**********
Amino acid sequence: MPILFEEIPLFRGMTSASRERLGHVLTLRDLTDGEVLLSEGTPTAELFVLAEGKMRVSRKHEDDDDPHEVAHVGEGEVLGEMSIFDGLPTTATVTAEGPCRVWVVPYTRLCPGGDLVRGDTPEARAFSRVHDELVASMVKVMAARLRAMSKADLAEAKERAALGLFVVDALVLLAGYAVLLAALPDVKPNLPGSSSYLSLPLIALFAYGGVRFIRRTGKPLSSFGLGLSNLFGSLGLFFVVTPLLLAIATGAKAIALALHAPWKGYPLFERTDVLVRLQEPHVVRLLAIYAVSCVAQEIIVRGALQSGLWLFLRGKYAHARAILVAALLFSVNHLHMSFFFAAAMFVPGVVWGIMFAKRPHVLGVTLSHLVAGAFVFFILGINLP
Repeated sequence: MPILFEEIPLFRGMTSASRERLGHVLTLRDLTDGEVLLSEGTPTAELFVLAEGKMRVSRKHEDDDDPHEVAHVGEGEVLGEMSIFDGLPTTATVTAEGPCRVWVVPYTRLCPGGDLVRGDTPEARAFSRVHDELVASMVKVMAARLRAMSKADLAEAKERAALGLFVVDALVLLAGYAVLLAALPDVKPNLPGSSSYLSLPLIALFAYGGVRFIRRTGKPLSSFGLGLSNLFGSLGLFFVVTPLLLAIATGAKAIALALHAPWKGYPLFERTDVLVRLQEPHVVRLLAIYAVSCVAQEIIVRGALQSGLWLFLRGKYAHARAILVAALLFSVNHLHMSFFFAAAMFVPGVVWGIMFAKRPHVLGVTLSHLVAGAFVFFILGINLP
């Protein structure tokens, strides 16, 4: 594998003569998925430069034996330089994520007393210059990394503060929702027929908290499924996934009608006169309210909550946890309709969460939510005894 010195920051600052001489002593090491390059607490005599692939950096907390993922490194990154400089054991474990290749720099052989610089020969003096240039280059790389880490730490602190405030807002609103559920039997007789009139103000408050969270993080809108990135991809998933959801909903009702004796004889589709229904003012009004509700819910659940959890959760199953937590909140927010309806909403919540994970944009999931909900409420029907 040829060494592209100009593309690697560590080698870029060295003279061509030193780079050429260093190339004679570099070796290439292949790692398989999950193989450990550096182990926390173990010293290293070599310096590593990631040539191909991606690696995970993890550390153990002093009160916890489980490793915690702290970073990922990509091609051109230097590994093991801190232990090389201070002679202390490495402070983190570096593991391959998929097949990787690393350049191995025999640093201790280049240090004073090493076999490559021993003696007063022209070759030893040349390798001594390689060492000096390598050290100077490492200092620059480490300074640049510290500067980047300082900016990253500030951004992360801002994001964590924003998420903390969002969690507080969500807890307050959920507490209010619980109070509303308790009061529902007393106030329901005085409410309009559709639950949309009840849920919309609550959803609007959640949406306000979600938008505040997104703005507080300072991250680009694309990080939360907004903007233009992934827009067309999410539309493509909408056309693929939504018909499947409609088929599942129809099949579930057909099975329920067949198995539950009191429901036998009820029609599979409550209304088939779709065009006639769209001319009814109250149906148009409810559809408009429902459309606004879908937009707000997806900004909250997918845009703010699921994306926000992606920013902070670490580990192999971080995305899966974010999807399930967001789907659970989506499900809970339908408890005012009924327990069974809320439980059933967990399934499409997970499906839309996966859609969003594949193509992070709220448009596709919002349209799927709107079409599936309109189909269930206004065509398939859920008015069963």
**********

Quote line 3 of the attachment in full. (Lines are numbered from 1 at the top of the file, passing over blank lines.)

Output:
């Protein structure tokens, strides 16, 4: 594998003569998925430069034996330089994520007393210059990394503060929702027929908290499924996934009608006169309210909550946890309709969460939510005894 010195920051600052001489002593090491390059607490005599692939950096907390993922490194990154400089054991474990290749720099052989610089020969003096240039280059790389880490730490602190405030807002609103559920039997007789009139103000408050969270993080809108990135991809998933959801909903009702004796004889589709229904003012009004509700819910659940959890959760199953937590909140927010309806909403919540994970944009999931909900409420029907 040829060494592209100009593309690697560590080698870029060295003279061509030193780079050429260093190339004679570099070796290439292949790692398989999950193989450990550096182990926390173990010293290293070599310096590593990631040539191909991606690696995970993890550390153990002093009160916890489980490793915690702290970073990922990509091609051109230097590994093991801190232990090389201070002679202390490495402070983190570096593991391959998929097949990787690393350049191995025999640093201790280049240090004073090493076999490559021993003696007063022209070759030893040349390798001594390689060492000096390598050290100077490492200092620059480490300074640049510290500067980047300082900016990253500030951004992360801002994001964590924003998420903390969002969690507080969500807890307050959920507490209010619980109070509303308790009061529902007393106030329901005085409410309009559709639950949309009840849920919309609550959803609007959640949406306000979600938008505040997104703005507080300072991250680009694309990080939360907004903007233009992934827009067309999410539309493509909408056309693929939504018909499947409609088929599942129809099949579930057909099975329920067949198995539950009191429901036998009820029609599979409550209304088939779709065009006639769209001319009814109250149906148009409810559809408009429902459309606004879908937009707000997806900004909250997918845009703010699921994306926000992606920013902070670490580990192999971080995305899966974010999807399930967001789907659970989506499900809970339908408890005012009924327990069974809320439980059933967990399934499409997970499906839309996966859609969003594949193509992070709220448009596709919002349209799927709107079409599936309109189909269930206004065509398939859920008015069963």